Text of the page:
Thanks to Dr Dorka Tamas Postdoctoral Research Assistant (Open Research Case Studies) for pulling this blogpost together.

On 16 January, we heard from Dr Bernadette Moore, Associate Professor at the School of Food Science and Nutrition and Chair of the Open Research Group at Leeds and Dr Robert Darby from the University of Reading, who talked about his experience working towards Open Research culture at his institution. 

You can watch a full recording of the event on YouTube (note that we had some ‘technical issues’ from 18:00 – 23:50 (direct link to this point where Robert’s talk begins) so fast forward that bit!

Bernadette introduced the University of Leeds Open Research Statement, highlighting that open research is embedded in the University’s Vision and Strategy 2020-30.

Open research practices increase research quality and reproducibility, facilitate interdisciplinary and international collaboration, and advance knowledge. The University of Leeds Statement is part of a wider cultural change across UK higher education with many other universities having published similar statements, which are collated on this blog post. The University of Reading was in fact the very first in 2019.

Bernadette introduced a timeline of the open research movement, including the founding of Project Gutenberg in 1971, with a mission to digitise books and planted the roots of open access. Later, the more inclusive terms open science and open research developed, which Bernadette described as a ‘marriage’ between digital technology and the curation and preservation of scholarly knowledge. Over time, research funders have increasingly mandated open access to ensure that the outputs of publicly funded research are open and accessible to everybody. 

“The White Rose Repository, created in 2004, is an incredible resource for those of us in Leeds, Sheffield, and York. In 2014, the first Open Access Policy was published and the formation of the Scholarly Communication Steering Group that has now been subsumed into the Open Research Group. In 2015, the Research Data Leeds Repository was founded.”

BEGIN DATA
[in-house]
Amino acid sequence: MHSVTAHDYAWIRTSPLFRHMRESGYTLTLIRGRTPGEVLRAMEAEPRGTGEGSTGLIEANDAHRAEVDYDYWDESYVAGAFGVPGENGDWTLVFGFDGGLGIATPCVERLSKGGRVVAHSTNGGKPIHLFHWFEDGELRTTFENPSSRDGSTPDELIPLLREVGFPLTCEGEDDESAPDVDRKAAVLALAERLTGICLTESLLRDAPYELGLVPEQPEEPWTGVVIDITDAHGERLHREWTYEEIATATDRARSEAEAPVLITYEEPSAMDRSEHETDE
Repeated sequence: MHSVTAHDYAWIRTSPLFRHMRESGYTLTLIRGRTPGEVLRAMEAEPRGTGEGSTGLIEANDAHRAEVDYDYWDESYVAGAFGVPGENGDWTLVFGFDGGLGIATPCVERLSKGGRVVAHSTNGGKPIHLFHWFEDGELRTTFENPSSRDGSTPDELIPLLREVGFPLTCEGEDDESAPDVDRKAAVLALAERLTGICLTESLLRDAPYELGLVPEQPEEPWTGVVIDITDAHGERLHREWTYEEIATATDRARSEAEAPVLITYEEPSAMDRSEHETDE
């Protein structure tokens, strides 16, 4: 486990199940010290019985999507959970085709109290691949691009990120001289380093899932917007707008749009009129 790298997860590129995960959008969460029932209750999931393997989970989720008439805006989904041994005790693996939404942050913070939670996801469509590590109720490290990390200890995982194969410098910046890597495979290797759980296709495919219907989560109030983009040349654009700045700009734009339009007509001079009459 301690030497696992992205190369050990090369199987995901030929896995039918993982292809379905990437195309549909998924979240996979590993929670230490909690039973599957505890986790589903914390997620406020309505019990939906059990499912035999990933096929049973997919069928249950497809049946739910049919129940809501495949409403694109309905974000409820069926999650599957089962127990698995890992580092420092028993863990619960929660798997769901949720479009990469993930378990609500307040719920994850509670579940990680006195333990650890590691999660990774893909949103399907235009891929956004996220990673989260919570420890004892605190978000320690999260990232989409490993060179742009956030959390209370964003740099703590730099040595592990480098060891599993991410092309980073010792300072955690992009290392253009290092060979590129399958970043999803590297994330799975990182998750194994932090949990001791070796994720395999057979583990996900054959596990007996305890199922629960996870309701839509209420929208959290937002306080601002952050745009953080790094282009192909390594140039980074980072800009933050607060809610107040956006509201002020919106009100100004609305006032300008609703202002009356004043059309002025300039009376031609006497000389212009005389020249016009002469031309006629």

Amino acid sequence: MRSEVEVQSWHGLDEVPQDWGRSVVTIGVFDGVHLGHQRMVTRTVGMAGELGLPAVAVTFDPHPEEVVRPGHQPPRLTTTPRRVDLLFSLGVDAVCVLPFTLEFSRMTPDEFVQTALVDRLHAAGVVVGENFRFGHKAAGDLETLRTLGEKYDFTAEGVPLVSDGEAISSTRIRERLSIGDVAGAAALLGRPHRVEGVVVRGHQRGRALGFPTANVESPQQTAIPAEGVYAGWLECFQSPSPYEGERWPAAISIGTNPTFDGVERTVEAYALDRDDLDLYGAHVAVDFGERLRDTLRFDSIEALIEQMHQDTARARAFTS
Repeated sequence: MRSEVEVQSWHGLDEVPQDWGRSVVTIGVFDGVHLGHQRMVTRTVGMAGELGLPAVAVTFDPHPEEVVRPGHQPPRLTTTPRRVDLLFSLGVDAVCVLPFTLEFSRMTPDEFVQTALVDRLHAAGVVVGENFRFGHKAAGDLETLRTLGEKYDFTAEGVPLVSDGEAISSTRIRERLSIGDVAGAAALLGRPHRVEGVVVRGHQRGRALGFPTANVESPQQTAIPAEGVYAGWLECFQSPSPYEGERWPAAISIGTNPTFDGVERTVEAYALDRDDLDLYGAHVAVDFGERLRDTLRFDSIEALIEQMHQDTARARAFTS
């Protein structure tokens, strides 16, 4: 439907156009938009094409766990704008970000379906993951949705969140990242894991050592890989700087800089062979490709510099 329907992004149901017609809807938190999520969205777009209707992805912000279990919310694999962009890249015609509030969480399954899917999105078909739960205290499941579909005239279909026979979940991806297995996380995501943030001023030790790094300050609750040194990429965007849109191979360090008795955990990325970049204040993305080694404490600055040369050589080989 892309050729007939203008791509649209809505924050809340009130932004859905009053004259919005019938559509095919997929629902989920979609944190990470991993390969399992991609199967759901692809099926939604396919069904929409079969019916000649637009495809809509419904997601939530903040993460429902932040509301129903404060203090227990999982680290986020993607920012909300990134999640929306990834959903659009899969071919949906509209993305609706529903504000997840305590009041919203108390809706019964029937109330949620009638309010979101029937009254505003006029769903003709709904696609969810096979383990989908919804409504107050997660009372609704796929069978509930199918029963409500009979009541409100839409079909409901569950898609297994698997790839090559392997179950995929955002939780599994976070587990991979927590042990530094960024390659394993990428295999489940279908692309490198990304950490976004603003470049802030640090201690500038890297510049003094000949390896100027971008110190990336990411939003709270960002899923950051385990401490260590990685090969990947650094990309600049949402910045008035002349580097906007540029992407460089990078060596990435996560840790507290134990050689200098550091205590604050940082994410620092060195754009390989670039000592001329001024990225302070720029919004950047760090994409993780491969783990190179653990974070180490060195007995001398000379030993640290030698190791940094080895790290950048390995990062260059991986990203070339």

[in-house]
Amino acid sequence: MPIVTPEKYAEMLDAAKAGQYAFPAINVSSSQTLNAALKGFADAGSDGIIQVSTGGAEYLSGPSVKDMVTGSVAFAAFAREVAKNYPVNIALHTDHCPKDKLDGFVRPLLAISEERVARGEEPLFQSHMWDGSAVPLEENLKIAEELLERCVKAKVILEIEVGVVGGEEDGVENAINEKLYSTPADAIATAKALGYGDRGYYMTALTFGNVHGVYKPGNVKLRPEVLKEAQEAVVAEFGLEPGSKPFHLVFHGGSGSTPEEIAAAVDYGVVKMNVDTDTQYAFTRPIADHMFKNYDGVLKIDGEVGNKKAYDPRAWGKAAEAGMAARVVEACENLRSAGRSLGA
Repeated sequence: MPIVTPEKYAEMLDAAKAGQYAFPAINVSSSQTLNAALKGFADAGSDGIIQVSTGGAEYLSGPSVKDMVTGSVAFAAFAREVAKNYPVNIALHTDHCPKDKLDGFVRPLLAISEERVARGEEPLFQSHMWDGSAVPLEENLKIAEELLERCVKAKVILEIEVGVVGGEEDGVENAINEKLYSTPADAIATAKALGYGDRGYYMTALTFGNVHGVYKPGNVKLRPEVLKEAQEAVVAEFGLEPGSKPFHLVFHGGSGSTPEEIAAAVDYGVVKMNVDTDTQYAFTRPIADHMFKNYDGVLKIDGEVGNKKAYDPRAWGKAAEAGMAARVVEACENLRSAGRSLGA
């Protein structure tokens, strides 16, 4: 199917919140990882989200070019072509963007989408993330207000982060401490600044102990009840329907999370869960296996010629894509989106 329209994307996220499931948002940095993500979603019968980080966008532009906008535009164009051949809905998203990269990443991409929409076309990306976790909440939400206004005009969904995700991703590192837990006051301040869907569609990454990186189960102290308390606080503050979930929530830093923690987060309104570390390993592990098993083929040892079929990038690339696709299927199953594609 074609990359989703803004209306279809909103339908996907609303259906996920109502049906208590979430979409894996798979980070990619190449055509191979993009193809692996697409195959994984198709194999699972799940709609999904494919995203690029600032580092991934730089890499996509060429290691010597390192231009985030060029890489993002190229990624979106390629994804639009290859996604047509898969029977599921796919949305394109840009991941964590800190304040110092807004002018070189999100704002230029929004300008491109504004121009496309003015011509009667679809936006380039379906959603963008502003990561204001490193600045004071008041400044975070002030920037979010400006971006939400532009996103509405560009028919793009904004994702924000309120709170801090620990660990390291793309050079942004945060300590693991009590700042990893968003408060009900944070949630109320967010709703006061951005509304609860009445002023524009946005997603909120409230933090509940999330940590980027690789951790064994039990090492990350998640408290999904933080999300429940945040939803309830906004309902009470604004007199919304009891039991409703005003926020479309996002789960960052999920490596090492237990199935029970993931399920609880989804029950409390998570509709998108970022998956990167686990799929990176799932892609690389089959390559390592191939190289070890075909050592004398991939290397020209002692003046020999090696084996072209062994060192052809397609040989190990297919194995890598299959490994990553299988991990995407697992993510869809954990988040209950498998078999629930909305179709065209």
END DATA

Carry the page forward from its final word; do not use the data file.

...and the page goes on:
Bernadette acknowledged the hard work of several grassroots communities at Leeds that have developed over the pandemic, such as the Open Lunch series led and the ReproducibiliTea Journal Club. Enabling open research practices is one of five pillars of the Research Culture Statement, along with embedding EDI, recognising diverse forms of research activity, and supporting teams that the University recognises as being essential to achieving leading research that is collaborative, inclusive, open, and sustainable. 


“The Open Research Group has representatives from across the professional services at key decision makers from the library and IT and professional development along with representatives from each of faculty.” 

The Open Research Group met for the first time in February 2022. The first priority was allocation of funding from Research England’s enhancing research culture funding, which has been used to develop the Open Research Case Studies, fund a scoping exercise on Citizen Science platforms and support projects related to Wikimedia. The Open Research Statement was drafted during the Summer and published in the autumn term, when the Open Research Hub also went live and the University of Leeds became a member of the UK Reproducibility Network (UKRN), which is thanks to the long-term strategic vision of Professor Daryl O’Connor and Dr Eike Rinke

Towards the end of 2022, the Open Research Group prioritised strategic objectives and the action plan, to raise awareness of open research, refine training, fairly attribute research contributions i.e. CredIT, and improve access to University of Leeds research outputs.